King's College London

Research portal

Organised Labour, Dualisation and Labour Market Reform: Korean Trade Union Strategies in Economic and Social Crisis

Research output: Contribution to journalArticle

Timo Fleckenstein, Soohyun Christine Lee

Original languageEnglish
Early online date23 Nov 2018
Publication statusE-pub ahead of print - 23 Nov 2018



King's Authors


Labour markets across industrialised countries are under considerable pressure with governments implementing deregulating reforms in particular at the margins of the labour market, whereas regular workers have often seen very little decline in employment protection. Employers have been pushing hard for labour market deregulation, and it is therefore easy to see a government-business alliance at the heart of these developments. But where are trade unions in this process of labour market deregulation and dualisation? Insider/outsider as well as producer coalition approaches portrait organised labour as a structurally conservative force that prioritises the interests of labour market insiders, whilst sacrificing the interests of outsiders. Rather than protecting the working class, unions are seen as being ‘complicit’ in labour market dualisation that leaves an ever greater number of workers vulnerable. Our examination of the Korean case, though commonly perceived as an example of unions pursuing particularistic interests, does not comply with this image, but shows greater union inclusiveness in the face of socio-economic and socio-political challenges. Understanding Korean trade union strategies, we identify the critical importance of union identities shifting towards social movement unionism, in addition to the perceived imperative to re-vitalise the movement in order to remain a meaningful social force.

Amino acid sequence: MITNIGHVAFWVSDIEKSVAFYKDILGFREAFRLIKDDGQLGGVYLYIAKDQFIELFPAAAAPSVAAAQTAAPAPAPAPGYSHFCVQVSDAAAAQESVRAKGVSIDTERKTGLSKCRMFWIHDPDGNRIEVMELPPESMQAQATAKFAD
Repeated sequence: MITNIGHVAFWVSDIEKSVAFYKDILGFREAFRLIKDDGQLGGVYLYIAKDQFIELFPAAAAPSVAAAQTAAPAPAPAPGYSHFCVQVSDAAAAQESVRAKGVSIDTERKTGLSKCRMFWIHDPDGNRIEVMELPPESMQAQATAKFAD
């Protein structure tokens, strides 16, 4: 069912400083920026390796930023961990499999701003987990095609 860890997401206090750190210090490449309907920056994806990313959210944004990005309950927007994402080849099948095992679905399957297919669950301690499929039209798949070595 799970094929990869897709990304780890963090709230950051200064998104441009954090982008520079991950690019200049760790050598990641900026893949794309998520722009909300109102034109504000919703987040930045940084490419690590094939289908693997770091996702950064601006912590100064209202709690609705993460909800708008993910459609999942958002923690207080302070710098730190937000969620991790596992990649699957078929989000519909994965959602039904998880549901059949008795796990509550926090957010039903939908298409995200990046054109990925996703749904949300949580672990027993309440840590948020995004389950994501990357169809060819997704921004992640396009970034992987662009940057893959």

Download statistics

No data available

View graph of relations

© 2018 King's College London | Strand | London WC2R 2LS | England | United Kingdom | Tel +44 (0)20 7836 5454